But, making the plan the wrong way is not making the plan, and I had to learn that. You can lose everything you’ve worked for culturally and undermine all the good work people are doing underneath that bad actor. And the entire culture and structure of what you’re trying to do can evaporate if you allow it. As a leader, you must get rid of ego and not let people compromise on the important things. I had to learn the line between empowerment -- which is a good thing – and letting leaders freelance on the basis they're being successful whatever it too. I was slow to learn that.
Knowing when to sell
Milestone three: It's good for anybody in our industry to recognize when it’s time to not grow. To sell your business. The underpinnings that made John Laing succeed in its early growth spurt were different than the underpinnings in 2005. In June 2006, we closed with Emaar on Laing, and at the time, it was the largest private transaction that had ever just closed. For The New Home Company, it was a similar situation as far as a sense of timing. I believe for me and senior leaders and for the value of the company it was the right thing to do, even though it was a very difficult decision, and almost nobody ever does it sell when things are very good.
Culture is hard to get, easy to lose
Milestone four: I have bought, sold, and merged companies. I saw in first instance, after the sale of John Laing to Emaar that culture is a fragile and fragile thing. I worked 13 years at Laing to create a company with my whole heart to put customers and team members at the center of focus, and I felt by the time I got to my car, how fragile a culture can be. I don’t think leaders appreciate and think about this enough.
Milestone 5: In sept 2009, my partners Joe Davis, Tom Redwitz, Wayne Stelmar and I went all-in to create a new company. I learned a lot doing a startup that I would have learned from any other position. The three real lessons for me: 1. you need to have a clear alignment and philosophy of what you want the company to be and communicate that with your co-founders 2. you want to bring in people (and the first group of critical hires amounted to about 30 people) and you want them to need ensure that each of them is totally aligned on that set of principles and values and 3. the biggest lesson for me personally, was to bring on partners for investment and lending and joint ventures that are aligned as well. If you don't, minute there are roadblocks or speedbumps there's trouble.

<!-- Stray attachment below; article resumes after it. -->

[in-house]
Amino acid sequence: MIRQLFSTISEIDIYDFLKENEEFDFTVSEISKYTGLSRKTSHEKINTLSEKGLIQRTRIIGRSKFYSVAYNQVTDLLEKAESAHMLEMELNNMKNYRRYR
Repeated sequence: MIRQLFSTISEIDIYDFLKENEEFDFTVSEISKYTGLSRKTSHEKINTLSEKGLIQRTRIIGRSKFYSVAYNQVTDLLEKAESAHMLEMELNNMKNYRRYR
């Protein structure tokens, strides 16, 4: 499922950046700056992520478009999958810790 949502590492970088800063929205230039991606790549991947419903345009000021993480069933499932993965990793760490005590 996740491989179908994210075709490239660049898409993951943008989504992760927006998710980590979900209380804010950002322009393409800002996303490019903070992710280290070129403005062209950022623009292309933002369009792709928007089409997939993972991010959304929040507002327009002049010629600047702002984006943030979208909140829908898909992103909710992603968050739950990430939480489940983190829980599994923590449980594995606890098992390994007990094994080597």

With that well-shared clear vision, the right base of team members, and the right partners in alignment, you can overcome any speed bump. I if you don’t, any speed bump and wreck it.
As part of the start-up milestone, there was the huge lesson for me going public in 2014. I had spend the most of my time earlier as a private builder. I think looking back that I probably misunderstood some of the challenges of going from a private company to a public company. Challenges it places on the staff. If I could do it again I'd have spent a lot more time communicating with all of my staff on what it meant and how it would impact them. Instead, I said "Trust Me it’ll be okay." That probable prevented us from jumping in to being a public company with both feet and doing better at it. Instead, I preferred to think of it as running company like we had public money, but had the soul of a private. I wished I’d been able to learn that sooner and more effectively.
There! And that's not the last word from Larry, as he's made it known to The Builder's Daily that he'd like to help where he can to share what he's learned and sees as opportunity with other leaders in the community. So, reach out.